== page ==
“We are absolutely delighted.”
So says Sunderland Business Improvement District (Bid) boss Ken Dunbar who is over the moon that Metro services have been restored.
It has been unfortunate, but when you put it in the context of what has happened in places such as Corbridge, you realise people are suffering much worse than us.Ken Dunbar
The Bid has laid on its biggest range of activities and attractions for the run-up to Christmas, but the bad weather of the last few weeks has taken its toll.
Metro and Northern Rail trains between Sunderland and Pelaw were suspended for the first three days of this week, after high winds brought down power cables near Brockley Whins.
Network Rail, which owns and manages the section of line, drafted in extra resources and brought the reopening forward by 24 hours, but even so, trains did not start running again until yesterday morning.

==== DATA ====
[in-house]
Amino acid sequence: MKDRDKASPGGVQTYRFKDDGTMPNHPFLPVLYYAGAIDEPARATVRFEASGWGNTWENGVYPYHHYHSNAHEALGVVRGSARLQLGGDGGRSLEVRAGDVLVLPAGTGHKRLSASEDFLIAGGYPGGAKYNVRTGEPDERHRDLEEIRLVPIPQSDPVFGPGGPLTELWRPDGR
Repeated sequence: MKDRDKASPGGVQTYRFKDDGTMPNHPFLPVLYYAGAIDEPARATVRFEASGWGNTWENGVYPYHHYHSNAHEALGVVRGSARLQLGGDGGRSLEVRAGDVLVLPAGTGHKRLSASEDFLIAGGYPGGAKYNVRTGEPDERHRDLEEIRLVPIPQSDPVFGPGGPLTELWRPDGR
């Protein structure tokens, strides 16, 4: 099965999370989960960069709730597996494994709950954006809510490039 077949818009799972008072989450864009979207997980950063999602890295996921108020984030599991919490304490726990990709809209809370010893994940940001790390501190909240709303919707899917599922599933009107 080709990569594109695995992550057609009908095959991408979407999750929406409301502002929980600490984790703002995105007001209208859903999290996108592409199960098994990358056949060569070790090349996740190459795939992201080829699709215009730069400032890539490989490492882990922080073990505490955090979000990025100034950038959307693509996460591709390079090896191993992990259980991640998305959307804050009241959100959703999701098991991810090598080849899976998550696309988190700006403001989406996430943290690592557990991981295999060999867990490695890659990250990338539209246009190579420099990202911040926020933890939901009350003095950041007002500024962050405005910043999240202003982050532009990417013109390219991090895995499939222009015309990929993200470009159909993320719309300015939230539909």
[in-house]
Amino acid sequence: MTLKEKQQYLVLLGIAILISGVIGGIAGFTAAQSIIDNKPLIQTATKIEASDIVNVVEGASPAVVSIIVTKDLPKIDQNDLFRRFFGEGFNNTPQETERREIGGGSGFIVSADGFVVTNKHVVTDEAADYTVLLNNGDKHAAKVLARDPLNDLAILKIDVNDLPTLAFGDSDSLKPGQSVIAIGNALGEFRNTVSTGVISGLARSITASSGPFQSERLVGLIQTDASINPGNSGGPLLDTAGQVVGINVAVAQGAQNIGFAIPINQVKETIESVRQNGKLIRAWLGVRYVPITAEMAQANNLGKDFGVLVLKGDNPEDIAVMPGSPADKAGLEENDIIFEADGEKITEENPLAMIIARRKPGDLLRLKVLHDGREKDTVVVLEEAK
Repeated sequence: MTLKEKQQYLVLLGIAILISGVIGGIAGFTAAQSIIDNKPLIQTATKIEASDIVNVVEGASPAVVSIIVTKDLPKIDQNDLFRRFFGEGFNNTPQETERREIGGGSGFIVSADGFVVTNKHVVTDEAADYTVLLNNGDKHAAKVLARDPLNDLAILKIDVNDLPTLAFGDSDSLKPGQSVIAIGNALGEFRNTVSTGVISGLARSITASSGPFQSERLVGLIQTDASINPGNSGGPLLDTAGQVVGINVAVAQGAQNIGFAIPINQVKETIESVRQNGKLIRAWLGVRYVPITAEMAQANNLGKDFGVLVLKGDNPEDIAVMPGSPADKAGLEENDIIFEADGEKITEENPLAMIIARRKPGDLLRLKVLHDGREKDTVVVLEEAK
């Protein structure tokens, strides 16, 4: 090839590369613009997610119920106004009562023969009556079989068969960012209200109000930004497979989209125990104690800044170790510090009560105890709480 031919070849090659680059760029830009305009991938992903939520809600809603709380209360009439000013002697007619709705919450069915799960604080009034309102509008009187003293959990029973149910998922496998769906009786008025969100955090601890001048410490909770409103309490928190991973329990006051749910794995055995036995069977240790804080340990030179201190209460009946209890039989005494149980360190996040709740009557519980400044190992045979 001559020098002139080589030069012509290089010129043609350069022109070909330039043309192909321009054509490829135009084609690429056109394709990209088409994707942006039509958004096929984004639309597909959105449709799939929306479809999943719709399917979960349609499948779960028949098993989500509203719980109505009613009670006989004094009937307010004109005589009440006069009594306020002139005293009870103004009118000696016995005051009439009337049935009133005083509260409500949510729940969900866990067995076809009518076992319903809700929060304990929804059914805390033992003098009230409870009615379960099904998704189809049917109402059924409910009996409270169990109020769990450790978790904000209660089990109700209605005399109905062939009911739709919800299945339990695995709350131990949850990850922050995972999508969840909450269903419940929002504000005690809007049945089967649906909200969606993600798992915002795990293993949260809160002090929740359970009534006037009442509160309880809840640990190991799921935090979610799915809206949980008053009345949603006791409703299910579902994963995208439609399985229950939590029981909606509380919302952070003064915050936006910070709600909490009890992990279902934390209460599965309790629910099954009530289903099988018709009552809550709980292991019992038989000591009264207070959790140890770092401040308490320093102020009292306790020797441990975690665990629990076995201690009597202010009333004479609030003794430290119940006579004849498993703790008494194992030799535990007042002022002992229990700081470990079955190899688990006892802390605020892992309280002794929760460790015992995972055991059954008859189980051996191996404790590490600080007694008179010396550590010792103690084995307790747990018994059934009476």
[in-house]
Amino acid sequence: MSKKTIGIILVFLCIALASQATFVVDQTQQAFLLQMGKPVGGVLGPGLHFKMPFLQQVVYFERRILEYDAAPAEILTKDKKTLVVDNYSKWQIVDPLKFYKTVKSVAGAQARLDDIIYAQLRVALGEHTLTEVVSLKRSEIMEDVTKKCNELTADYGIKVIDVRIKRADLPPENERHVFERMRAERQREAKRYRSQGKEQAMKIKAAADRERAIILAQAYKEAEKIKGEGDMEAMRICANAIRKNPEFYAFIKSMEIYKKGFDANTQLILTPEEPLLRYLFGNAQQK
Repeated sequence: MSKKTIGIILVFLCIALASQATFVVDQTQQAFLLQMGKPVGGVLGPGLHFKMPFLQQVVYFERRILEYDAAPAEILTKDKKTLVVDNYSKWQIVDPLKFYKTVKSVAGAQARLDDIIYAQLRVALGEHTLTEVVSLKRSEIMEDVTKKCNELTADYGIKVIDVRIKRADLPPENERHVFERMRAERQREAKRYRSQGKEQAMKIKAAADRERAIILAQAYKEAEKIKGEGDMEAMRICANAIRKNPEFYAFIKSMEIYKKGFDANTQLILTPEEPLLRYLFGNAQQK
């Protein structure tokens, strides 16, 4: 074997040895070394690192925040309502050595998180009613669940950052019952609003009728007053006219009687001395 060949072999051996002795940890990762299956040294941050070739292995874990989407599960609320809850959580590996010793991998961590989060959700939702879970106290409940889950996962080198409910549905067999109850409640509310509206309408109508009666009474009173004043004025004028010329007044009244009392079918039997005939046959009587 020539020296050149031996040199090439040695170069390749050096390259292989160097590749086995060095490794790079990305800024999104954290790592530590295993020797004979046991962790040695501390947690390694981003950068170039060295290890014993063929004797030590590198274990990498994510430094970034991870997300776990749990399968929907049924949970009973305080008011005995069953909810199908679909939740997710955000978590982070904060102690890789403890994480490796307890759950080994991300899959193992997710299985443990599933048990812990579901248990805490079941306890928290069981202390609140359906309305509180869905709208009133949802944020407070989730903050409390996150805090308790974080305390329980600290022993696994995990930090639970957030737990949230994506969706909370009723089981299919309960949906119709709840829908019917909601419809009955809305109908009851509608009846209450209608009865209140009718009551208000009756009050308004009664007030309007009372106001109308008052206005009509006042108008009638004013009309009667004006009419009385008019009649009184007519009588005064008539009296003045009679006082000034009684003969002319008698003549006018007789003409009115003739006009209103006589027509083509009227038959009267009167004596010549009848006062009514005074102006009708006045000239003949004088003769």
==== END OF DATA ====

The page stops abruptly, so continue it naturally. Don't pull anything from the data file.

“It is always a great shame when any bit of transport infrastructure is out of action, but is particularly so when the Metro and the trains are both down,” said Ken.
Storms Abigail and Desmond have taken their toll on the Christmas countdown, especially the Frost Village, with the Keel Square festive market and ice rink in Keel Square and Vaux site funfair forced to close at various times.
However, Ken is confident of a busy run-in, now the worst of the weather is – hopefully – out of the way.
“I am confident we will have big numbers of people coming into the city centre,” he said.
“We have had to put the safety of the public first.
“It has been unfortunate, but when you put it in the context of what has happened in places such as Corbridge, you realise people are suffering much worse than us.”